Expectations without Empathy

We live in a world of high expectations, many are often unrealistic.  We have to do lists that are not attainable, we expect others to perform at higher levels than is humanly possible and we often live beyond our means.  These unrealistic expectations have created increased anxiety and stress in our human world and we often pass it on to our dogs. […]

By |2020-11-04T20:36:58+00:00April 5th, 2017|Blog of the Week|0 Comments

Enjoy the Journey

In our world today we want instant gratification.  Life has gotten so fast that if our computer does not respond immediately we get frustrated.  These days, 15 seconds may as well be an hour!  If we have a question or want to learn about something we “Google It” and instantly we get what we were looking for.  Our current lifestyle has increased our stress, created distance with relationships and has changed the way we interact with each other.  Our human to human relationships are suffering due to our need for instant gratification and we are losing the skill to communicate.  If our human relationships are being challenged, what is happening to our relationships with our dogs? […]

By |2020-11-04T20:37:41+00:00February 1st, 2017|Blog of the Week|0 Comments

Socialize Your Puppy

In the past it was considered dangerous to take a young, partially vaccinated puppy out into the world.  We now know differently!  We now know that more dogs are euthanized each year due to behavior problems than puppies who acquire parvo virus.  Many of these behavior problems could have been prevented if the dogs had been socialized as a puppy.  Puppies learn about what is scary and what is safe during the first 4 months of life.  If a puppy is not exposed to new people, places and things the puppy may later develop strong fears to these things. […]

By |2020-11-04T20:38:30+00:00January 4th, 2017|Blog of the Week|0 Comments

Why Teaching Your Dog is Important

By law, humans go to school from kindergarten to high school.  School not only teaches us to read, write and solve math problems, it also teaches us how to interact with others and provides new experiences to enrich our lives. If we know that education is important for people to succeed in this world, why wouldn’t school be important for “man’s best friend”? […]

By |2020-11-04T20:39:02+00:00December 7th, 2016|Blog of the Week|0 Comments

Teaching Your Dog Everyday

Our lives are very busy and sometimes it seems like there is no time to train the family dog.  However, this does not need to be the case.  Studies have shown that dogs learn best with short (3-5 minute) training sessions.  With this in mind, there is no need to plan a 30 minute training session, instead just put training into your daily routine. […]

By |2020-11-04T20:39:20+00:00November 9th, 2016|Blog of the Week|0 Comments

Understanding Positive Reinforcement and Force Free Training

Many people think that positive reinforcement, force free training is all about bribing our dog’s to do things.  This is simply not true.  Unlike traditional, punishment based training, positive reinforcement training is science based.  Numerous studies have been done to show that learning is more effective when the learner is reinforced for desired behaviors. […]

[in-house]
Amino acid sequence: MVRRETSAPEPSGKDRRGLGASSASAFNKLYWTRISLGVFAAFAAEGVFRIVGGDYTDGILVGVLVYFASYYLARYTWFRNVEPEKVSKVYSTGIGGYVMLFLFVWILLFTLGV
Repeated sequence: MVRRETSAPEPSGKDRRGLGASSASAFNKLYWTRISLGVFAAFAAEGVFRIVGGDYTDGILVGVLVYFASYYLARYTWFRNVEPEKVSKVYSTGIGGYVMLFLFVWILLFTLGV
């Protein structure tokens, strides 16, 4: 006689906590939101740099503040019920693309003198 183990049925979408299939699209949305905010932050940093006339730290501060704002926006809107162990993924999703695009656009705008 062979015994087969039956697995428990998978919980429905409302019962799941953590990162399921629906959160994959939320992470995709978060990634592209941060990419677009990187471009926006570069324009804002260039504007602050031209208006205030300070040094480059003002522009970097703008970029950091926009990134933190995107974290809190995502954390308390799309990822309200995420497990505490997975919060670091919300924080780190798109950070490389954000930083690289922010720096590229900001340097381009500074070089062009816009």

By |2020-11-04T20:39:47+00:00October 5th, 2016|Blog of the Week|0 Comments

You Get What You Put Into It

Relationship experts Dr. John and Julie Gottman, as well as other well-known psychotherapists have spent years researching what creates happy marriages.  These researchers looked at many different aspects of relationships regarding age, personalities and a host of other factors.  However, at the end of the day, the most telling factors regarding the health of a relationship has more to do with the little day to day reactions between couples. […]

By |2020-11-04T20:40:55+00:00September 7th, 2016|Blog of the Week|0 Comments

Understanding Positive Reinforcement Training

It is a misconception that positive reinforcement trainers just give treats for every behavior.  This is simply not true.  With positive reinforcement training, we are looking to reinforce behaviors that we like, and ignore or redirect unwanted behaviors.  When behaviors are reinforced, they are repeated (if you did not get paid, would you still go to work every day?).  For example, if a dog is reinforced for sitting when he approaches a person, he is more likely to sit than jump. With “traditional training” the trainer is always looking for what the dog does wrong so it can be “corrected”.  The biggest problem with this method is that most people “correct” too late or when the dog is actually being good!  I was once at an event and saw a dog sitting nicely by his human and out of the blue the person “popped” his pinch collar!  That made the dog stand up, then “popped” again!  The poor dog was so confused he began to pant and cower from stress!  If I could not tell what the owner wanted, how could the dog? Positive reinforcement trainers spend their time setting the dog up for success.  They prevent or redirect [...]

By |2020-11-04T20:41:39+00:00August 2nd, 2016|Blog of the Week|0 Comments

Finding Your Dog’s “Niche”

Humans bring dogs into their lives for many reasons.  Some want companionship, protection or exercise partners, while others want a therapy dog, agility partner or other dog sport partner.  In many cases, the chosen dog can fit the desired “goal” but what happens when your dog is not interested in our “goal”. […]

By |2020-11-04T20:42:37+00:00June 7th, 2016|Blog of the Week|0 Comments



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